11. Those of you with palatial homes needn't read on. But the many residents of the world who live in apartments, small attached condos, trailers and other tight quarters will know what this is about.

    You do your thing all day, you feed the baby, you bathe the baby, you play the exhausting game of convince the baby to go to sleep. It's 8pm. You're hungry. There's only one problem:

    You can't make any noise.

    Maybe the baby's room is adjacent to the kitchen. Maybe you've got a noise-sensitive baby. Maybe there's a pipe that carries sound from the kitchen directly to the baby's ear like how old restaurants with weird archways always manage to have two tables across the dining room from one another where the people at each table can hear the whispers at the other.

    Using the stove is out of the question. Leaving the house is out of the question, not only because you can't leave the baby alone but also because opening and shutting the door would incite a riot in the crib. Forget about delivery, because the doorbell may as well be an air raid siren. Even the microwave is iffy.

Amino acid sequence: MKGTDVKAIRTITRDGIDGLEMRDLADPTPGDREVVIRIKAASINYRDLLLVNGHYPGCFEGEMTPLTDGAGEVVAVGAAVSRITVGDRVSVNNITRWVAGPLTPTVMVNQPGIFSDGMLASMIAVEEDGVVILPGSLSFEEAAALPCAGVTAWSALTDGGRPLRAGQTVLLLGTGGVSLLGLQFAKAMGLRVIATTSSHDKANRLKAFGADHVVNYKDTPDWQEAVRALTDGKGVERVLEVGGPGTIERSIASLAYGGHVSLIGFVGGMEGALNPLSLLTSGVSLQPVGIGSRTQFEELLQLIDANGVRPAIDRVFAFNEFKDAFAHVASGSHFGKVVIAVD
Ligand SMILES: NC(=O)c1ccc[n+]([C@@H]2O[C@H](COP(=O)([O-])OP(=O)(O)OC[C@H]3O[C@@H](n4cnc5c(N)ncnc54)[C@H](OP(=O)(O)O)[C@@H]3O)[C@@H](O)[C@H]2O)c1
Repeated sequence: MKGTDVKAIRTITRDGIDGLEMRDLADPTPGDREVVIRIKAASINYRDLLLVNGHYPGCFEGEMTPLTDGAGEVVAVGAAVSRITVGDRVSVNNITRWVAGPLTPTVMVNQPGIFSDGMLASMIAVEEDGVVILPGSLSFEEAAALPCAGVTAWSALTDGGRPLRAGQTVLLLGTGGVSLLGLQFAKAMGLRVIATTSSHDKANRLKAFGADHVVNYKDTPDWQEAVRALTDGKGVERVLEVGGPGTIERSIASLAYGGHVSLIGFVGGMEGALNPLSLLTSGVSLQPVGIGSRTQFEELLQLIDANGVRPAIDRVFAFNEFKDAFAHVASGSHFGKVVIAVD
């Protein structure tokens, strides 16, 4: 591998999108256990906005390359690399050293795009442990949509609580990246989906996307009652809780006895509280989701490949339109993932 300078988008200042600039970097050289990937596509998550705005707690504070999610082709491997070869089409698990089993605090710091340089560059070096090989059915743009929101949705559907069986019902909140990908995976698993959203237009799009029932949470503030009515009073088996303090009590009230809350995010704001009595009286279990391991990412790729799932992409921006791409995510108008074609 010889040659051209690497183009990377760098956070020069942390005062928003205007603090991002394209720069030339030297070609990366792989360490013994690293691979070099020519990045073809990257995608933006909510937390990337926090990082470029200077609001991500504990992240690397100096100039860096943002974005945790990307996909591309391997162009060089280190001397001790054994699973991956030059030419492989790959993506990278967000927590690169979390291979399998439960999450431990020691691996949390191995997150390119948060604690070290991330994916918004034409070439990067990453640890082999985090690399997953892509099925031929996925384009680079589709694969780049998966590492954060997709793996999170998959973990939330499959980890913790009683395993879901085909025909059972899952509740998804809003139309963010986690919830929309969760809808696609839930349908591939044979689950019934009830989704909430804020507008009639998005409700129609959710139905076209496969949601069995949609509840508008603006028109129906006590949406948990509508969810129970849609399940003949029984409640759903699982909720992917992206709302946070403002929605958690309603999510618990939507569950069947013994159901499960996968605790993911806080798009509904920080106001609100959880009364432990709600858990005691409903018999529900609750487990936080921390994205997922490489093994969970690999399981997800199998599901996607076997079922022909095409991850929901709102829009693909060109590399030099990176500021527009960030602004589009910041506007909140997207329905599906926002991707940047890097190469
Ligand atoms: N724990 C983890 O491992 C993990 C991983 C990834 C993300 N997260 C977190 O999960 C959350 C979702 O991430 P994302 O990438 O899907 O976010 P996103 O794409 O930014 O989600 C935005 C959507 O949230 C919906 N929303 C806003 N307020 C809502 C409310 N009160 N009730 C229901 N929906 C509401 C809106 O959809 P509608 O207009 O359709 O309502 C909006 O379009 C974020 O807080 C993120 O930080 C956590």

What do you do?

    For my part, I would probably be dead right now if not for the miracle food known as Number 19, also known as Goi Du Du, also known as green papaya salad. Specifically, shredded green papaya salad, grilled beef, basil, shredded carrots and "slightly spicy dressing" topped with crushed peanuts. This is a classic Vietnamese dish (if it's not, don't tell me) we get from a place near us called Saigon Grill. We order four of them at a time and keep them in the refrigerator. Best to order peanuts on the side and to add them yourself at the last minute because they don't hold up well when refrigerated.

    It may not be hot food but it is a complete meal. It feels a little strange to eat it in the middle of winter but it's better than the alternative: cheddar cheese and rice cakes with a side of chocolate covered pretzels and peanut M&Ms.

    I'm sure you all have your stories. Please tell them. If nothing else it will make me feel better. Warning, if you lecture me on how I should just plan ahead for my meals I'll kill you. Thanks.

  12. I don't necessarily buy the tripod-and-natural-light advice for customers shooting plates of food in restaurants. Setting up even a tabletop tripod is not practical in most dining situations, and without either a tripod or a far superior camera and lens to what most consumers possess, you're not going to get good natural light shots in the darker restaurants.